Halacha for Wednesday 16 Sivan 5778 May 30 2018


Question: Is there any basis for the custom observed in certain communities that a woman who has recently given birth does not attend a relative’s wedding as long as she is within thirty days of giving birth?

Answer: This practice was based on a custom that was observed in certain countries where people claimed this caused an evil eye or that the woman who had recently given birth would, G-d-forbid, cause the bride not to be able to bear children by merely participating in the wedding.

This practice surely does not sit well with anyone who is intelligent and logical and these distorted customs emerged from the people of those countries who believed in all sorts of superstitions based on their minimal intelligence. Indeed, several great luminaries of the previous generation, including Hagaon Harav Mansour Ben-Shimon zt”l (one of the greatest Mekubalim of the previous generation) were asked about this custom to which they responded that this custom has no logical foundation and has no roots neither in Kabbalah (mystical section of the Torah) nor in the revealed Torah. Thus, the only thing left for us to determine is whether or not it is prohibited to follow such customs according to Halacha.

Since this custom is based on gentile practices, it would seem that it should be prohibited to follow it based on the verse, “And you shall not follow their tenets.” Nevertheless, Maran zt”l discusses this matter in several of his works and rules that according to the letter of the law, not every non-Jewish practice is prohibited and only those which are obscene or idolatrous practices are forbidden. Besides for the customs listed explicitly in the Gemara (Shabbat 67b) which our Sages have ruled that one may not follow, we may not add more non-Jewish practices on our own and say they are forbidden, as Rabbeinu Eliezer of Metz and the Rashba write. Thus, we cannot forbid walking around without a Kippa (skullcap or head-covering) according to the letter of the law. Similarly, there is no prohibition according to the letter of the law to lay a wreath of flowers on a deceased person’s grave (although it is incorrect to do so). Moreover, there is no prohibition to place tree branches in the synagogue for the Shavuot holiday in honor of the Torah although non-Jews have this custom as well (as we have discussed regarding the customs of the Shavuot holiday). Additionally, there is no prohibition to write the secular/civil date which is based on the Christian calendar, although it preferable to abstain from doing so. Based on this, it seems that regarding the prohibition of following non-Jewish practices, there is no prohibition to follow these customs although they are indeed senseless.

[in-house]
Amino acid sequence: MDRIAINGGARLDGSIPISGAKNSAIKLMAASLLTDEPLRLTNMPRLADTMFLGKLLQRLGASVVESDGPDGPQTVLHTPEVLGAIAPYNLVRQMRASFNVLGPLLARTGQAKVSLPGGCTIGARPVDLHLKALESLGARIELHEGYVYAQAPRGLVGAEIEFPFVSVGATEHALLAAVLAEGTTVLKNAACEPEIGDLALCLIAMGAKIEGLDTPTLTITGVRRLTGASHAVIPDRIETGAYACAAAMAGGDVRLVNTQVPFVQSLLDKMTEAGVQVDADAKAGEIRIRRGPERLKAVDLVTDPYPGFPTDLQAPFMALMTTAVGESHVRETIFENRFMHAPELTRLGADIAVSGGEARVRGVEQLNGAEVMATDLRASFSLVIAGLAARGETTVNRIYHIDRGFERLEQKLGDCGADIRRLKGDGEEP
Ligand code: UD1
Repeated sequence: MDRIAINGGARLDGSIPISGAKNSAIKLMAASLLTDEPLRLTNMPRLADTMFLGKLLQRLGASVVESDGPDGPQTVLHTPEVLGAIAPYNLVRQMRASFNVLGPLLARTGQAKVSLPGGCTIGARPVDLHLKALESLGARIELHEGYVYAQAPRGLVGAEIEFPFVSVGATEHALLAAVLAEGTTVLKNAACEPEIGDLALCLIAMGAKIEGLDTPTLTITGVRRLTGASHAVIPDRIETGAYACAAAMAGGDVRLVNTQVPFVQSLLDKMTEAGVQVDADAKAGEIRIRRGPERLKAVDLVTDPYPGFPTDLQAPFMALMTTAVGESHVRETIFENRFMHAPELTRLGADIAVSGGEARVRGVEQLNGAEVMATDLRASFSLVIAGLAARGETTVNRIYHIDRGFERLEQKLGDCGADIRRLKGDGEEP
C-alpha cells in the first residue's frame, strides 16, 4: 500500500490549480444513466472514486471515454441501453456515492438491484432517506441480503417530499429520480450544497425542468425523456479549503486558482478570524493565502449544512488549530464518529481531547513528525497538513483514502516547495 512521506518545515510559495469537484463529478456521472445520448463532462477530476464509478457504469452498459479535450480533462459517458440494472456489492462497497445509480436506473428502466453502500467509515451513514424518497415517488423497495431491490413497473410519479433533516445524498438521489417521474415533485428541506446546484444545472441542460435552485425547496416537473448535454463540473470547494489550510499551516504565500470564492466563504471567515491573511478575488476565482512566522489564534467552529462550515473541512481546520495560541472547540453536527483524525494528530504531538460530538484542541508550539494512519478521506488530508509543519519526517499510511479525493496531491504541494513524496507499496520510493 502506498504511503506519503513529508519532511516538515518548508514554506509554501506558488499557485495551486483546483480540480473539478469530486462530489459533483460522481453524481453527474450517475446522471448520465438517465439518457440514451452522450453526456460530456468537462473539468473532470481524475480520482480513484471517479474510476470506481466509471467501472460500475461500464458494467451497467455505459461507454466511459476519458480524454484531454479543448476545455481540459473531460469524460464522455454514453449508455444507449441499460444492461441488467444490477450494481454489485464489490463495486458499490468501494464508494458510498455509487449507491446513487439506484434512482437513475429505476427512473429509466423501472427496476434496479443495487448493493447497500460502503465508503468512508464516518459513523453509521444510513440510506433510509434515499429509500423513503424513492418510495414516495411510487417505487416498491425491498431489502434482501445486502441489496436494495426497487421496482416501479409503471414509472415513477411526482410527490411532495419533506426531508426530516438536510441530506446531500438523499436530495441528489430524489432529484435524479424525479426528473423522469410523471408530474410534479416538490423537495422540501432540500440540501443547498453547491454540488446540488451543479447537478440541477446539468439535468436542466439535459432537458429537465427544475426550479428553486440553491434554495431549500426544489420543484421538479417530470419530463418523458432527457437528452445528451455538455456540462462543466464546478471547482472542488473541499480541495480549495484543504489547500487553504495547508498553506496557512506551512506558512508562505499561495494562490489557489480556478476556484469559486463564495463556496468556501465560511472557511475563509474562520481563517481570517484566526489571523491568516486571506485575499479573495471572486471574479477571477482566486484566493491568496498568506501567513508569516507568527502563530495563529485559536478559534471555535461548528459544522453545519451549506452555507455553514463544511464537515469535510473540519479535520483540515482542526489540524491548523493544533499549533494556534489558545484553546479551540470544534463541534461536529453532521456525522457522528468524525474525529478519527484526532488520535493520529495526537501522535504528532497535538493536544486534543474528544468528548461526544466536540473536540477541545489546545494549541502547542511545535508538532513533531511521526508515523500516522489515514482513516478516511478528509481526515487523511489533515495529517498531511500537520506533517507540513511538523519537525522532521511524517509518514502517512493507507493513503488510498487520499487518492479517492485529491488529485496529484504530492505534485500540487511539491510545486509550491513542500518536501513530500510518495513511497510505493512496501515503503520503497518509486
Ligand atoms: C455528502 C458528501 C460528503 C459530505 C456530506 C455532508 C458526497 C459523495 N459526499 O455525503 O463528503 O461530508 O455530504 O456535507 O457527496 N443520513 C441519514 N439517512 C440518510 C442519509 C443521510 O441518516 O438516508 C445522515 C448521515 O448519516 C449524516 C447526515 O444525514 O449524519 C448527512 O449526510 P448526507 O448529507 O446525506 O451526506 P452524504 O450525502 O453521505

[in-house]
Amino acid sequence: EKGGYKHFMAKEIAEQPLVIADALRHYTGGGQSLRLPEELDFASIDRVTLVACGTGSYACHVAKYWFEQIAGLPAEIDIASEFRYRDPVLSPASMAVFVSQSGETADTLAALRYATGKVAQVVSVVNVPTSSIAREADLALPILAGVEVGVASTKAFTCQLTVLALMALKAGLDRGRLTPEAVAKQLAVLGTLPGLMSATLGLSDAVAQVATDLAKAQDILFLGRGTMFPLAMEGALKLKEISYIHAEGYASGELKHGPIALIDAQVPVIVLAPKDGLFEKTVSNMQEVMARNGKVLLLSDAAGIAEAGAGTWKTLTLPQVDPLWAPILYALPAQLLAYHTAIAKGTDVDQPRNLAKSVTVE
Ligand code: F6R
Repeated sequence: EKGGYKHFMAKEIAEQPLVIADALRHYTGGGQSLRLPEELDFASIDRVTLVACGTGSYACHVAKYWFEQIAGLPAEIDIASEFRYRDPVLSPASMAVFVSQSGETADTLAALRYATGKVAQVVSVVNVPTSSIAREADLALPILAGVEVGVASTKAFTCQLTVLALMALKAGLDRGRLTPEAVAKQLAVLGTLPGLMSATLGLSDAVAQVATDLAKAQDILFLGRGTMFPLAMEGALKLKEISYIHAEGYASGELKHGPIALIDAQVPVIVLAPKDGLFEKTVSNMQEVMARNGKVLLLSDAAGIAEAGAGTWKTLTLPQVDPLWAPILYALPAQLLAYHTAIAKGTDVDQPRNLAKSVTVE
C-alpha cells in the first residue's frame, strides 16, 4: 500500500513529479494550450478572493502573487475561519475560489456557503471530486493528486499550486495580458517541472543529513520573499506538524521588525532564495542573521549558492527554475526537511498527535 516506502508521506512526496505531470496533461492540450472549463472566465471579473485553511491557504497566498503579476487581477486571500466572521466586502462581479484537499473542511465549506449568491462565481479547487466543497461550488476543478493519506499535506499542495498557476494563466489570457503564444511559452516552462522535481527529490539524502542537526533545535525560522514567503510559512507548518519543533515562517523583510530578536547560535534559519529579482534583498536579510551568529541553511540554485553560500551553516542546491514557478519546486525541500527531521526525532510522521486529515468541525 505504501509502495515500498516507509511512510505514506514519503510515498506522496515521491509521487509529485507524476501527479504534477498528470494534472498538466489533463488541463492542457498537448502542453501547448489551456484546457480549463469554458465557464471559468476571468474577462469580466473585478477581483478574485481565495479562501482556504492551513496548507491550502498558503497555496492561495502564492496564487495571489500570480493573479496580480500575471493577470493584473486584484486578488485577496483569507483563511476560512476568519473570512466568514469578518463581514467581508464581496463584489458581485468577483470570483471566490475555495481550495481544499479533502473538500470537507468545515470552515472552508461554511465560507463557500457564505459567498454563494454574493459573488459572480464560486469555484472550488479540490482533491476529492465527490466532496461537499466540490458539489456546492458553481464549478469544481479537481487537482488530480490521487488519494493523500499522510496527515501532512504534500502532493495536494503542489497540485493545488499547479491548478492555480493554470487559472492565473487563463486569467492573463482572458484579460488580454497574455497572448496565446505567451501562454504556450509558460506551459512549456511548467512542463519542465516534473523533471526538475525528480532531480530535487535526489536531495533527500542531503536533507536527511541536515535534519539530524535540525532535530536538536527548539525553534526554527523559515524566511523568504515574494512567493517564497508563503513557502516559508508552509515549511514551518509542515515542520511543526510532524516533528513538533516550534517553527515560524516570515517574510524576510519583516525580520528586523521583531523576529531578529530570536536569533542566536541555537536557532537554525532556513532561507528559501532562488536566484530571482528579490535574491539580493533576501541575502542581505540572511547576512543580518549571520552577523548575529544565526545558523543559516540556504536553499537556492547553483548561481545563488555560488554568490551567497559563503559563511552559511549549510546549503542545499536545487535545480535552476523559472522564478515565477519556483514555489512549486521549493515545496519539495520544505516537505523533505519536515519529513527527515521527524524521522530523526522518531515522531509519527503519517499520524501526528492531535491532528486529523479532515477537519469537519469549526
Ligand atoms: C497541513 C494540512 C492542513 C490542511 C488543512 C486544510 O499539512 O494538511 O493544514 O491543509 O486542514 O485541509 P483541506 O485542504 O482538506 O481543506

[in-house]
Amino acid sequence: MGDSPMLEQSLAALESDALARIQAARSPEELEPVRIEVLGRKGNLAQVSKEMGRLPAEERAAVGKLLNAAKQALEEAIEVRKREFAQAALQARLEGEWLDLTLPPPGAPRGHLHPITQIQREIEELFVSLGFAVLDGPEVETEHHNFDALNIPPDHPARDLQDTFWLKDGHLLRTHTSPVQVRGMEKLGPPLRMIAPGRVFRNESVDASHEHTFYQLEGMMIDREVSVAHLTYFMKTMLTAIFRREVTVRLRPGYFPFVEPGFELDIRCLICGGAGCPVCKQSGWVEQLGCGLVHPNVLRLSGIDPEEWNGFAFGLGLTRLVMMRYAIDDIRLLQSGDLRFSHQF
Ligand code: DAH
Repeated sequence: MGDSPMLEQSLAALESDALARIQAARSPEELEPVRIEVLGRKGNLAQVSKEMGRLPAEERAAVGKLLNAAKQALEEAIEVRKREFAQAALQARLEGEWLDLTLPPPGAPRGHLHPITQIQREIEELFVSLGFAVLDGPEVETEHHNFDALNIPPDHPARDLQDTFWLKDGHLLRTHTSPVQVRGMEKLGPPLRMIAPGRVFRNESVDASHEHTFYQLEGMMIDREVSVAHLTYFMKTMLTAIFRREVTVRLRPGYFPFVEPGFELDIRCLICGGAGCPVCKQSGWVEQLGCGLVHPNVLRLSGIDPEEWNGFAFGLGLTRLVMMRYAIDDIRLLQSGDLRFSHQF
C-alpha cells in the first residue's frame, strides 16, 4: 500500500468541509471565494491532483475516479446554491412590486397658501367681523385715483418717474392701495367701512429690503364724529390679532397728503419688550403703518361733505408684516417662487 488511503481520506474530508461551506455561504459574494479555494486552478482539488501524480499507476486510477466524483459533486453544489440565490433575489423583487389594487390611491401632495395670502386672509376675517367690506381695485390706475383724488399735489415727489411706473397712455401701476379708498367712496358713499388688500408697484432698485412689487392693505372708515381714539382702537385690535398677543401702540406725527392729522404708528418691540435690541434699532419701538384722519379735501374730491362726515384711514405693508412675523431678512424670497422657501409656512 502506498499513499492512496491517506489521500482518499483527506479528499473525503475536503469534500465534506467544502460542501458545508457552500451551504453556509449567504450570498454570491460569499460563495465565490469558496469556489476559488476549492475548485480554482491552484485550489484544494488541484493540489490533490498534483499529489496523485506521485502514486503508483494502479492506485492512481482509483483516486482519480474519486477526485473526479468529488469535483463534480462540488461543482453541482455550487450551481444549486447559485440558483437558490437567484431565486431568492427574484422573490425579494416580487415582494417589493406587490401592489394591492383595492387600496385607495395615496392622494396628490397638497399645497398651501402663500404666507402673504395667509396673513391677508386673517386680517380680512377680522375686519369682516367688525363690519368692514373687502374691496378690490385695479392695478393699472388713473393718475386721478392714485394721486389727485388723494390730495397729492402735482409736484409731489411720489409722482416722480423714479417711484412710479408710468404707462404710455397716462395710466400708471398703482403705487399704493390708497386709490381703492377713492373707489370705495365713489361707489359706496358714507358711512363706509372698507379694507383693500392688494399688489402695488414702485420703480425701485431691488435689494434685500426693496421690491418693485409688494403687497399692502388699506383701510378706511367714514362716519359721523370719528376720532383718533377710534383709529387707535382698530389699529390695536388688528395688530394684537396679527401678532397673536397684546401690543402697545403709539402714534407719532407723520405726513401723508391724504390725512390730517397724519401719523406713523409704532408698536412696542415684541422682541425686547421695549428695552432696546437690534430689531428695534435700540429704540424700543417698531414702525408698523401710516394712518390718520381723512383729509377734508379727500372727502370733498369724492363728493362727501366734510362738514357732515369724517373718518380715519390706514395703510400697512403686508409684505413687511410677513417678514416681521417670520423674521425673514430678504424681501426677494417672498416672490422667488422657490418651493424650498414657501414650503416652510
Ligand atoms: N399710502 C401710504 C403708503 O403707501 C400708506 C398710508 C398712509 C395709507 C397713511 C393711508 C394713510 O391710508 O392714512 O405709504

Nevertheless, Maran zt”l writes (in his Responsa Yabia Omer, Volume 10, page 346) that anyone who is intelligent, wise, and follows Hashem’s Torah should distance himself from such foolish and nonsensical practices followed by unintelligent people, such as the custom of those who say that a woman who has given birth within forty days and attends a wedding places the bride in danger, for this is merely ignorant babble and was adapted from old wives’ tales in foreign lands. Indeed, the Rambam writes that “it is improper for the Jewish nation, which is wise and intelligent, to be drawn after the foolish practices and hallucinations (such as superstitions) of the other nations. Anyone who believes in these things in his heart and thinks that they are true and wise is mindless and foolish. Those who are wise and intelligent, on the other hand, know that these customs are not wise and are merely acts of foolishness pursued by the ignorant. Because of this, the Torah has warned us, ‘Be completely innocent with Hashem, your G-d.’” Furthermore, Hagaon Harav Ben-Zion Meir Hai Uziel zt”l, the late Rishon Le’Zion, writes regarding this custom of a bride and groom not entering the home of a woman who has recently given birth or vice versa, that not only are such customs foolish and senseless, but such superstitions cause much strife and contention between many Jewish families. We see countless times every day that brides and women who have given birth visit each other and no harm befalls either of them. Thus, one should not follow or believe in such superstitions and should publicize that they are merely baseless old wives’ tales. Similarly, one should distance himself from other such things that are foreign to clear, natural, and logical thinking.